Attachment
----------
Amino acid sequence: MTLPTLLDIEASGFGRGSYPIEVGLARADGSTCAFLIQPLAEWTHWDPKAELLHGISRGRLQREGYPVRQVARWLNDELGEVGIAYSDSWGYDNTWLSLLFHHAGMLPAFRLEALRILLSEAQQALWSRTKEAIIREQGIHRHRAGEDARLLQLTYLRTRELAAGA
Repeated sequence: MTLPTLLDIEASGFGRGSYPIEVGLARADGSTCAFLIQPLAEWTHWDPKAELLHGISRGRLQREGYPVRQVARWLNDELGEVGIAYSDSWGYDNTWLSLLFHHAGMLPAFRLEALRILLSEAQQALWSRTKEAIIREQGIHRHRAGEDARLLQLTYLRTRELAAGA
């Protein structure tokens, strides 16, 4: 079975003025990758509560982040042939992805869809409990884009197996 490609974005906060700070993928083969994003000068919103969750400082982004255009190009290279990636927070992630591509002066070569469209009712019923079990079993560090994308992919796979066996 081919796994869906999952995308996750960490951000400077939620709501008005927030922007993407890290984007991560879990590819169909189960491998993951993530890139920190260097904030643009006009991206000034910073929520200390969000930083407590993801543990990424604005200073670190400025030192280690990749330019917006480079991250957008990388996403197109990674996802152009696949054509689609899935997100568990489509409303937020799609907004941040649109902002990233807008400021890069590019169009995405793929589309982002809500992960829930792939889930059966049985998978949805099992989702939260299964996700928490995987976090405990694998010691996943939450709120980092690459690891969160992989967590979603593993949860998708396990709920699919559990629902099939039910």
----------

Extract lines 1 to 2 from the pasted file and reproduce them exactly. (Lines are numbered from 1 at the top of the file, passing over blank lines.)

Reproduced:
Amino acid sequence: MTLPTLLDIEASGFGRGSYPIEVGLARADGSTCAFLIQPLAEWTHWDPKAELLHGISRGRLQREGYPVRQVARWLNDELGEVGIAYSDSWGYDNTWLSLLFHHAGMLPAFRLEALRILLSEAQQALWSRTKEAIIREQGIHRHRAGEDARLLQLTYLRTRELAAGA
Repeated sequence: MTLPTLLDIEASGFGRGSYPIEVGLARADGSTCAFLIQPLAEWTHWDPKAELLHGISRGRLQREGYPVRQVARWLNDELGEVGIAYSDSWGYDNTWLSLLFHHAGMLPAFRLEALRILLSEAQQALWSRTKEAIIREQGIHRHRAGEDARLLQLTYLRTRELAAGA